After he had calmed down a bit, they told him, “That was not the right thing to do. You almost got us all killed. Do you have any idea how long we’ve been pinned down here?!”

Upset at himself, the boy said, “When I saw how easy it was for them to enter the port, saw them rushing in without a care, it made me sick. I couldn’t stand it.”

The boys said, “We’ve probably seen worse, and if this was all about taking it, then we’d never have come to the front.”

With all the soldiers worn out and some even reluctant to go on, we decided to go back. The commander said, “Let’s return so we can say our prayers and renew our forces. We’ll get back to the front using a different way.” We retreated along the same path we had so painstakingly taken. Aqareb Parast was no longer in the bunker. His forces had evidently gone forward.

We crossed the railroad tracks and, after leaving the alleys and lanes of Mowlavi, entered a small mosque. The courtyard of the mosque was bustling. A squad of reinforcements was there. Most of the men were soldiers, but there was also a sprinkling of civilian militia from the area. People were running back and forth. They had placed some food and munitions in the rooms opposite the prayer room. The doors to the prayer room were closed, forcing all to mill about in the courtyard. In one corner was stacked all kinds of materiel covered with tarps. I didn’t try to see what was under them. The crowd was making such a racket I couldn’t make out what was being said.

With the water cut off, medical services were in bad shape. There was an awful smell everywhere. A tanker was parked by the latrines, but I didn’t know whether it had water. Despite this, Sabah, a girl who had joined our group at some point, and I managed to find a strip of sheeting, which gave us some privacy. We used the water from the ablution pool in the center of the courtyard to wash for prayers. Not having been replaced for a while, the water in the pool was fetid and murky.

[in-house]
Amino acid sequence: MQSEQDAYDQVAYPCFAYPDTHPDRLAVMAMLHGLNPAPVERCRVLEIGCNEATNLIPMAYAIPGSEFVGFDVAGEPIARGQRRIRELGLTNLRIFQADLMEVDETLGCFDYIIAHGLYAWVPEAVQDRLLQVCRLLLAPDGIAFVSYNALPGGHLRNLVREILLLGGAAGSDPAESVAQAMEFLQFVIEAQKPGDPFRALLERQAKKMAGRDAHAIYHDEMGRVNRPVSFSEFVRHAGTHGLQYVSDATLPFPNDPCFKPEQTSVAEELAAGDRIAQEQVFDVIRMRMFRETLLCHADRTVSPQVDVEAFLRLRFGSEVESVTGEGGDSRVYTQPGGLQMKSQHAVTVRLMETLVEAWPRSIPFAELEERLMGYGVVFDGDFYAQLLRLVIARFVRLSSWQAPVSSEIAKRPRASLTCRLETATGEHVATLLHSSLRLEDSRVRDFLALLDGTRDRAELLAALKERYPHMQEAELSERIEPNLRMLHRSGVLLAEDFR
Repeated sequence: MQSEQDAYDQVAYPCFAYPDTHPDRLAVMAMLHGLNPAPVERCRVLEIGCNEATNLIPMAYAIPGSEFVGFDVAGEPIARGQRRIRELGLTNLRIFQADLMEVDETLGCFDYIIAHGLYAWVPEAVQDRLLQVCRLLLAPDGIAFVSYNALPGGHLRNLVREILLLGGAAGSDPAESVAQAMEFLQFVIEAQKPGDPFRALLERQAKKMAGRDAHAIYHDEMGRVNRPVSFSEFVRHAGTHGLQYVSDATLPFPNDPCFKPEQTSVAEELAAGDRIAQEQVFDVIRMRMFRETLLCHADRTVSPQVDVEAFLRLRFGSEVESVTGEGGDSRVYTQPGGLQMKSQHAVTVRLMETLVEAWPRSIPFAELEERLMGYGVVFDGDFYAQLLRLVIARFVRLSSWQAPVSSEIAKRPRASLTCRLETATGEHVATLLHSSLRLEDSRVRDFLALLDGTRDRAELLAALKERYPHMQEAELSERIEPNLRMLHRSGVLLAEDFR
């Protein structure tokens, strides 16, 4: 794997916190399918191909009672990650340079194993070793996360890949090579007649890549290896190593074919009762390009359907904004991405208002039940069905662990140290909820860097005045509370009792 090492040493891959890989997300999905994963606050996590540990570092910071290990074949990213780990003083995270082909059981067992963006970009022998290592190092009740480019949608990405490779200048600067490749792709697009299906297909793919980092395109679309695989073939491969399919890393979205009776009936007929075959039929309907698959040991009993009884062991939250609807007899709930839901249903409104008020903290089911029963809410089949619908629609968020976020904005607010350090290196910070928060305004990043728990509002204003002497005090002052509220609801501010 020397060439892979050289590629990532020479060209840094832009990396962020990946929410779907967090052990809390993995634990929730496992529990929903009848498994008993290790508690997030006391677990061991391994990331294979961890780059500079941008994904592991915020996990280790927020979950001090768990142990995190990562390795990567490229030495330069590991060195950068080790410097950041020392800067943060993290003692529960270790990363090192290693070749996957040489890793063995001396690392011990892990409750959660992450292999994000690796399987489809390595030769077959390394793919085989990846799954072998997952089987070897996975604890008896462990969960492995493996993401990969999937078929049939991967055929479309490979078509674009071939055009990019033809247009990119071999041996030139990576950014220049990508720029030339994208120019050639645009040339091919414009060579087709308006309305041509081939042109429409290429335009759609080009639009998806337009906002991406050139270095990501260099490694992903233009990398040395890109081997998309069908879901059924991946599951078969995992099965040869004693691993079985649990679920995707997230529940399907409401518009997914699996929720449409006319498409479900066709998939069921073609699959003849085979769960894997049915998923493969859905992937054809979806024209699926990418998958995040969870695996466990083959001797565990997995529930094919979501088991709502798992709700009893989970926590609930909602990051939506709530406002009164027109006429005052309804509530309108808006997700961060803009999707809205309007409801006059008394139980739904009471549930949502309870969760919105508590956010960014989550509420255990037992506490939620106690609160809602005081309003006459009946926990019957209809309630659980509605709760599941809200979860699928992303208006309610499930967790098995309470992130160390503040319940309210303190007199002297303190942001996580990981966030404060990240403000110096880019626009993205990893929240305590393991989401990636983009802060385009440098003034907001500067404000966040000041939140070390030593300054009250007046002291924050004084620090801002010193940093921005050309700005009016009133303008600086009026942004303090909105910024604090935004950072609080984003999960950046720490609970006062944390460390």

To be continued …



Number of Visits: 286


Full Name:
A review of twenty years of oral history in Iran

Scientific and professional authority; perspective of Iranian Oral History Association

If a person has a personal library in his or her house, one or more oral history books are seen among them. In recent decades, the wave of book lovers has turned towards the field of oral history, and all this rising trend is owed to the activists in this field.


A memory from Asadollah Tajrishi
At the beginning of my arrival in Evin Prison, I was taken to solitary confinement as always and after a few days, I was transferred to the public cell. The public cells had been located in two floors. The arrangement of these cells in the cells of 1355 and 1356 was such that on the lower floor, there was a ward ...
Part of memoirs of Mamoosta Molla Qader Qaderi, Paveh’s Friday Prayer Leader

The trip of Ahmad Moftizadeh & Mamoosta Sheikh Jalal Hosseini to Paveh

After the victory of the Islamic revolution, the people of Oramanat area and the Sunni people of Kermanshah Province, unlike most cities in northern Kurdistan were alongside the Islamic Republic system ...

“Internal Reaction” published

Apart from the student activities and massive demonstrations in the years 1352 to 1354 (1973-1975), another part of my activities was the books I was writing myself. Of course, before they turned into books, I used to lend them in the form of nameless pamphlets in university libraries. Many harmful writings or books were taken to the mountains or transferred to other universities, sometimes even abroad.